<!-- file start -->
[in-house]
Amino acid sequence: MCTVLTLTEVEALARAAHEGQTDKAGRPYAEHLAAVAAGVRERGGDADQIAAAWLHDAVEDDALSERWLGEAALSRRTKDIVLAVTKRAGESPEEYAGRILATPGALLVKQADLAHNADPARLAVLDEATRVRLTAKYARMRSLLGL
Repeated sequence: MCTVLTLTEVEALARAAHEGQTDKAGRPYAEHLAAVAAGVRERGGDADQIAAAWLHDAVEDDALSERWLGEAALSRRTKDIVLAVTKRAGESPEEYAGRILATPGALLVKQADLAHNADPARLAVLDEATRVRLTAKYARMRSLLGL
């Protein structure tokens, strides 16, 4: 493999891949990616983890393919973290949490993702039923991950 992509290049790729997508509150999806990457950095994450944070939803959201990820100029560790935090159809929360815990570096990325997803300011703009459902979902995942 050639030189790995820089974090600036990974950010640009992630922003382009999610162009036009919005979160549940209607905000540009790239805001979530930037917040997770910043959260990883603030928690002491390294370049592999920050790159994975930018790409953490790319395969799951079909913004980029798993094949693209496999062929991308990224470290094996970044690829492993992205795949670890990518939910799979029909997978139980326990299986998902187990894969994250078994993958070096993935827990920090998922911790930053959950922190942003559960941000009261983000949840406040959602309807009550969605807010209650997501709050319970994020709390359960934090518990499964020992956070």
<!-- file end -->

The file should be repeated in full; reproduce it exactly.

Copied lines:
[in-house]
Amino acid sequence: MCTVLTLTEVEALARAAHEGQTDKAGRPYAEHLAAVAAGVRERGGDADQIAAAWLHDAVEDDALSERWLGEAALSRRTKDIVLAVTKRAGESPEEYAGRILATPGALLVKQADLAHNADPARLAVLDEATRVRLTAKYARMRSLLGL
Repeated sequence: MCTVLTLTEVEALARAAHEGQTDKAGRPYAEHLAAVAAGVRERGGDADQIAAAWLHDAVEDDALSERWLGEAALSRRTKDIVLAVTKRAGESPEEYAGRILATPGALLVKQADLAHNADPARLAVLDEATRVRLTAKYARMRSLLGL
């Protein structure tokens, strides 16, 4: 493999891949990616983890393919973290949490993702039923991950 992509290049790729997508509150999806990457950095994450944070939803959201990820100029560790935090159809929360815990570096990325997803300011703009459902979902995942 050639030189790995820089974090600036990974950010640009992630922003382009999610162009036009919005979160549940209607905000540009790239805001979530930037917040997770910043959260990883603030928690002491390294370049592999920050790159994975930018790409953490790319395969799951079909913004980029798993094949693209496999062929991308990224470290094996970044690829492993992205795949670890990518939910799979029909997978139980326990299986998902187990894969994250078994993958070096993935827990920090998922911790930053959950922190942003559960941000009261983000949840406040959602309807009550969605807010209650997501709050319970994020709390359960934090518990499964020992956070």